Referring to the shoe shown in FIGS. 26 and 27, a further embodiment of the grinding shoe of the present invention includes a shoe sole, generally designated 449, configured at the posterior extremity with an upwardly opening generally semi-cylindrically shaped heel pocket 451 and at its forward extremity with an upwardly opening forefoot pocket 453. Received in the respective pockets 451 and 453 and respective complementally shaped shock absorption insert pads 452 and 450 which may be of closed foam construction for efficient absorption of impact forces. The sole 449 is formed medially with a gridwork, generally designated 459, to afford lightweight structural support in the arch area. Consequently, in use a slide plate may be secured to the underside of the sole 449, with the upper attached to such sole, the user can perform grinding activities. It will be appreciated that an insole will typically overlie the cushion inserts 450 and 452 and that, from a dynamic landing force, the inserts will serve to absorb certain of such forces thus minimizing any tendency for injury of the bone structure in the foot of the user.
It will be appreciated by those skilled in the art that the present invention is not limited to providing sliding elements that are removably attached to articles of footwear. Any method may be used to provide an article of footwear with low friction surfaces, and may include forming the sliding surfaces integral to the sole during the extrusion molding process, or alternatively may consist of sintering low friction material into certain regions of the sole. The use of such permanent, non-removable sliding surfaces is highly dependent upon the ready availability of materials of sufficient durability to withstand repeated sliding across abrasive surfaces for the expected lifetime of the article of footwear. Such materials tend to be difficult to process and costly, and it is for this reason that the preferred embodiments disclosed herein include removable slide elements.
From the foregoing, it will be appreciated that the method of the present invention provides a shoe device for performing the acrobatic maneuvers popularly known as grinding by enabling a person wearing shoes adapted for traditional purposes such as walking or running to engage a protruding feature on a supporting surface and slide across such protuberance ion low friction surfaces formed on the shoes in selected configurations. The low friction sliding surfaces of the present invention are formed integral to the shoes or attached thereto as removable sliding elements, and are equally adapted to athletic, work, or recreational footwear of all types and styles. A feature of particular significance resides in the fact that the sliding surfaces of the present invention do not interfere with the traditional functions of footwear and do not require the user to adjust her normal walking or running gait when wearing shoes equipped with such sliding surfaces. The apparatus of the present invention therefore adapts specialized equipment to traditional footwear and thereby enlarges the usefulness of such footwear and the enjoyment level of persons wearing it. The present invention can also be implemented in a wide range of aesthetic and practical choices for design and manufacturing, and can thus be adapted to appeal to diverse markets and consumers.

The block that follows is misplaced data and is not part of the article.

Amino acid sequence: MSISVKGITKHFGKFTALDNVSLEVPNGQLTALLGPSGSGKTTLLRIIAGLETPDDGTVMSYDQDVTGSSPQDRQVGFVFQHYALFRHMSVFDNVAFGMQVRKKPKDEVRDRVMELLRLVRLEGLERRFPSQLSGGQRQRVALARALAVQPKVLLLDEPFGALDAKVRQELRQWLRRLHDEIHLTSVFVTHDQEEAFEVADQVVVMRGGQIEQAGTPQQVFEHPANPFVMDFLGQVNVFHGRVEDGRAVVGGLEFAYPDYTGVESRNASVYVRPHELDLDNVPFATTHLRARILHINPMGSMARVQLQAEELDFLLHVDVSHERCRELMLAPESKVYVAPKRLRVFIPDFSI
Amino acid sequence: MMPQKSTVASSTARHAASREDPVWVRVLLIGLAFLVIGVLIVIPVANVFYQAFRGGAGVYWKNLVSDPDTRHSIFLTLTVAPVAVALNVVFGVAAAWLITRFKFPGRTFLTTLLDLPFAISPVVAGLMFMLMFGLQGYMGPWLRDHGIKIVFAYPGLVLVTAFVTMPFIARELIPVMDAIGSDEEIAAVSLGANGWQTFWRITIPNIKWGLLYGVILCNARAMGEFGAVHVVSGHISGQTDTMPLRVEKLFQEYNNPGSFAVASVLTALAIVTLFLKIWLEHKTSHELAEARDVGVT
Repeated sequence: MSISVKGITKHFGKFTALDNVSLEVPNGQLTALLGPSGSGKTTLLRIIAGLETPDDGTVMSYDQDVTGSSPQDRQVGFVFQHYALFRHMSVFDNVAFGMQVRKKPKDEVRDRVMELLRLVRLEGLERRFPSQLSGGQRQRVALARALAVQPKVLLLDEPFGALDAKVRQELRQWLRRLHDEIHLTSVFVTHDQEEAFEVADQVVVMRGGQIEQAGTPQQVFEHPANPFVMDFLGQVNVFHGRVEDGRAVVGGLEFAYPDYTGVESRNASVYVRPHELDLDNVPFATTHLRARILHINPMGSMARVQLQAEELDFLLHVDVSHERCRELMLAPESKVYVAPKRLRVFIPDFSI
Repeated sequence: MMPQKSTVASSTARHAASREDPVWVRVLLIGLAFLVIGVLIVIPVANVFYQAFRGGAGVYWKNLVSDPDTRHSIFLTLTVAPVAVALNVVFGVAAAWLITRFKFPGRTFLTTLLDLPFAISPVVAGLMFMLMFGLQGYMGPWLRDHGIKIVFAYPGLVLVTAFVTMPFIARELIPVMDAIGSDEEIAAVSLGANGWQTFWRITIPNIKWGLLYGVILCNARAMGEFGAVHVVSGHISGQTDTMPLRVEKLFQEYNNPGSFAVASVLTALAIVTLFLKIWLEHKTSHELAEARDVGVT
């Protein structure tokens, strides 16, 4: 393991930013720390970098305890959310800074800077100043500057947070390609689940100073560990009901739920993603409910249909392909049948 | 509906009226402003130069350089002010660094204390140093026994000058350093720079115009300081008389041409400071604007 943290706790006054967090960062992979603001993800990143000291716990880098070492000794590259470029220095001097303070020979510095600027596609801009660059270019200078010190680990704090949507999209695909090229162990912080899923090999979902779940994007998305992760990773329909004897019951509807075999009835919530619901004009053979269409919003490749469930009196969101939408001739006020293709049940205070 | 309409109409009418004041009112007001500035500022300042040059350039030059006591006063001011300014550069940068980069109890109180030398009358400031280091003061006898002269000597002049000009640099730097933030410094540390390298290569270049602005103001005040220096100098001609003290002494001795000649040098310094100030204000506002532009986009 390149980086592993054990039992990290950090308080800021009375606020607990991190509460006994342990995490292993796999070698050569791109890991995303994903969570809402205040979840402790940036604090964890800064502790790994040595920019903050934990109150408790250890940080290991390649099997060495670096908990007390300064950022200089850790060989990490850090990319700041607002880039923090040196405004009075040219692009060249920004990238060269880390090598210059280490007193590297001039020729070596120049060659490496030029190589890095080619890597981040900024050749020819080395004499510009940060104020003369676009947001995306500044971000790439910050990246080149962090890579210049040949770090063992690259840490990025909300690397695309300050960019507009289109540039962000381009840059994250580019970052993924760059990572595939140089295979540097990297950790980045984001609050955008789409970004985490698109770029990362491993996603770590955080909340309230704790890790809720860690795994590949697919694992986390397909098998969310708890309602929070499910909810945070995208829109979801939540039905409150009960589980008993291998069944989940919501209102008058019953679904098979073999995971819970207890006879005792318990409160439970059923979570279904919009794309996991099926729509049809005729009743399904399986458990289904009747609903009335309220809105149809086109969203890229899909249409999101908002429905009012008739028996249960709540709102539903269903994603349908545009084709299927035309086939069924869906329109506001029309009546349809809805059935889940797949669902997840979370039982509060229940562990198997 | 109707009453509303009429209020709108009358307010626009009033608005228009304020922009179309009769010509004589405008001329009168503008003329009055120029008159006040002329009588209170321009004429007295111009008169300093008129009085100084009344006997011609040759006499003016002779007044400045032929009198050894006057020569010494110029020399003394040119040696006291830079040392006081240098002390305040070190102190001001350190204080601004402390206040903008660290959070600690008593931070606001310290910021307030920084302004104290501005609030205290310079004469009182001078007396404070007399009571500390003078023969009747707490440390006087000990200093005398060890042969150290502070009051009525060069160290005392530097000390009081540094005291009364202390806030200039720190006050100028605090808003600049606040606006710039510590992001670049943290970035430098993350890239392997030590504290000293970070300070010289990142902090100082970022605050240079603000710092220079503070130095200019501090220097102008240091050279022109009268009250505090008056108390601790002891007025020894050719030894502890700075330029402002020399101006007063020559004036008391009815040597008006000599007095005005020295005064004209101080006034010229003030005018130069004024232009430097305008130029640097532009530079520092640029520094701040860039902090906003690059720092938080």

While a particular embodiment of the invention has been illustrated and described, various modifications can be made without departing from the spirit and scope of the invention, and all such modifications and equivalents are intended to be covered.
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|U.S. Classification||36/115, 36/107, 36/149, 36/75.00R, 36/114, 36/136, 36/132, 36/72.00A|
|International Classification||A43C13/00, A43B23/22, A43B5/00, A43B3/00, A43B13/24, A43B13/12|
|Cooperative Classification||A43C13/00, A43B23/227, A43B3/00, A43B1/0027, A43B13/10, A43B5/005, A43B5/00, A43B13/24, A43B13/12|
|European Classification||A43B13/10, A43B13/12, A43B1/00C, A43B5/00, A43B13/24, A43C13/00, A43B5/00G, A43B3/00, A43B23/22B|
|Mar 26, 1999||AS||Assignment|
Owner name: ARTEMIS INNOVATIONS INC., CALIFORNIA
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|Sep 29, 1999||AS||Assignment|